- Google is testing two VR settings in Chrome for Android
- This enables Web browsing with Cardboard and Daydream headsets
- With Google’s implementation, you could browse the entire Web in VR
Google is apparently working on bringing the virtual reality experience to Chrome. In the latest builds of Chrome beta and development channels for Android, two new VR settings have been introduced to enable users to browse any part of the Web on Chrome for Android in VR.
Chrome Beta contains a WebVR setting which enables enhanced VR device compatibility, and helps Web developers embed VR content on their pages. Furthermore, Google employee Francois Beaufort reveals that the Chrome Dev channel has a new VR Shell setting that allows users to browse the entire Web through Chrome using the Cardboard or even Daydream-ready headsets.
“The Chromium team is working on several features to bring the Web to VR. They’ve recently added an experimental flag at chrome://flags/#enable-vr-shell to enable a browser shell for VR. This allows users to browse the Web while using Cardboard or Daydream-ready viewers. They’ve also been working towards WebVR support in Chromium and launched VR view to help Web developers embed VR content in their web pages,” Beaufort wrote on his Google Plus page.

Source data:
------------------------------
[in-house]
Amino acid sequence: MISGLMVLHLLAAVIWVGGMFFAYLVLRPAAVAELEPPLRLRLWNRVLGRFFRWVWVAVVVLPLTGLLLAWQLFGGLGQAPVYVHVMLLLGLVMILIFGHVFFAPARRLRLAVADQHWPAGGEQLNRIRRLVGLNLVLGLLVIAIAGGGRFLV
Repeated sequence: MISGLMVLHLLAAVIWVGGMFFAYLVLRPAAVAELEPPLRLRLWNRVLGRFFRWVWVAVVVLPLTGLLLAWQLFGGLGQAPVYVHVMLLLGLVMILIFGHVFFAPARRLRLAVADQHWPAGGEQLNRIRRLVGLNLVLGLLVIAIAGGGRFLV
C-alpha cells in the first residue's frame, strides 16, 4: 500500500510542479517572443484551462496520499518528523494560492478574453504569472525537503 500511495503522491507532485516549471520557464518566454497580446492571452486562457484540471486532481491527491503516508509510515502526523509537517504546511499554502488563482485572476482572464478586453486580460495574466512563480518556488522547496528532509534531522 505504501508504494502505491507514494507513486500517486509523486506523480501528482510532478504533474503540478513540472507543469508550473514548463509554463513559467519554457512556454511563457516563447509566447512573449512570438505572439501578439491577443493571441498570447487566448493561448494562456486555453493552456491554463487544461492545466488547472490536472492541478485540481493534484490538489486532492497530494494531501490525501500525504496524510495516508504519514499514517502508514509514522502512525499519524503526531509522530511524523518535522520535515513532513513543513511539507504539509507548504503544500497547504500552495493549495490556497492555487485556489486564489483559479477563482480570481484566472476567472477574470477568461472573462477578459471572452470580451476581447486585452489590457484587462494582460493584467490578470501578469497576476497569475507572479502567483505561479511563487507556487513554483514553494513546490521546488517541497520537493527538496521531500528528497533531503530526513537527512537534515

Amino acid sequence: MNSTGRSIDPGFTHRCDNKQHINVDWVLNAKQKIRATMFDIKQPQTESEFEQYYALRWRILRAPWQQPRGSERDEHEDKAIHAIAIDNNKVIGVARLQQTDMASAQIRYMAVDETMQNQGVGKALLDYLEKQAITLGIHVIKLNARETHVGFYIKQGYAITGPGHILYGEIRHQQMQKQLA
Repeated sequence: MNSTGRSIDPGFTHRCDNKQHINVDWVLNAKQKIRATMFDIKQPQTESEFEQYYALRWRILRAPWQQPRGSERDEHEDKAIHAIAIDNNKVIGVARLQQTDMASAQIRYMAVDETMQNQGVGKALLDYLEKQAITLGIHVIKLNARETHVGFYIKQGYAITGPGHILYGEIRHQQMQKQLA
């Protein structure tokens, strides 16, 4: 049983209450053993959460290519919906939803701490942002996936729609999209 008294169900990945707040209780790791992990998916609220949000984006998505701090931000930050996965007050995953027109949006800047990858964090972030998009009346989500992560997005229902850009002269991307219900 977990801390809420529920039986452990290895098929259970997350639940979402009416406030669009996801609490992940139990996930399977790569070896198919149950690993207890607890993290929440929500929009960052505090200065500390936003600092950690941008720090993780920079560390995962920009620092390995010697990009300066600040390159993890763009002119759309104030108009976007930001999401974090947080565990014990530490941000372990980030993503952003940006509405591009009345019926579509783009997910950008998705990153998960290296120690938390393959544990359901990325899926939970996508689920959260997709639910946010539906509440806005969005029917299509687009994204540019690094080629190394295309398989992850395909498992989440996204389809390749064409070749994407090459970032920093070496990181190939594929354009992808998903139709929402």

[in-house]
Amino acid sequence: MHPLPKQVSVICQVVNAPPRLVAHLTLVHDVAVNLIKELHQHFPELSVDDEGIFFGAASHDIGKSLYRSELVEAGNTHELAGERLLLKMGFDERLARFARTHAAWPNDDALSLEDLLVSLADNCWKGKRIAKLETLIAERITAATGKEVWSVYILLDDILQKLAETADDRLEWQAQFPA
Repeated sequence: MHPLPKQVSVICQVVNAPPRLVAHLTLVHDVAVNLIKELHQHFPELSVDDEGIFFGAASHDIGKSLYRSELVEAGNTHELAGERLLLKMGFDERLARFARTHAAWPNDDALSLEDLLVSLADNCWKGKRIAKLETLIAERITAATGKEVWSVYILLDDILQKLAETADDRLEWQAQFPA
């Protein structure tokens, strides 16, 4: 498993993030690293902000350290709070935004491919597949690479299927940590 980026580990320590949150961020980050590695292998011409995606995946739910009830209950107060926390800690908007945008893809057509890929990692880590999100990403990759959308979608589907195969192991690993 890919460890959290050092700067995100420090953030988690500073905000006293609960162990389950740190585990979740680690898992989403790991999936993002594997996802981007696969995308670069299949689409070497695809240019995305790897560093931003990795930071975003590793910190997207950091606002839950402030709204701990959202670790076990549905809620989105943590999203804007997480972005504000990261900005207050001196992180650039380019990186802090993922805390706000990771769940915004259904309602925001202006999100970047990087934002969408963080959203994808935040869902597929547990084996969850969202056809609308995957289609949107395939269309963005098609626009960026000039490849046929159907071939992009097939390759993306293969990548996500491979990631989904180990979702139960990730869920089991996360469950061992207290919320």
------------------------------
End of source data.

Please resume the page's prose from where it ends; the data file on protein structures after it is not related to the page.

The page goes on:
However, as mentioned, the VR Shell setting is still in the development channels, and it will likely take some time before it lands into the relatively stable beta version. Currently, users need to wear the headset for VR-ready websites, but will they need to remove it for browsing non-VR sites.
Google cemented its focus on VR with its Daydream ecosystem announcement at [I/O](http://gadgets.ndtv.com/tags/google-io) in May this year. Daydream is not just a standard for hardware, but it is also a software platform. Daydream compatible phones will come with a feature called Android VR mode – which includes optimisations for better app performance, and an ecosystem with which people can navigate in virtual reality. With Chrome also getting ready for VR, Google looks to want users to be transfixed into immersive content and never get rid of those bulky headsets.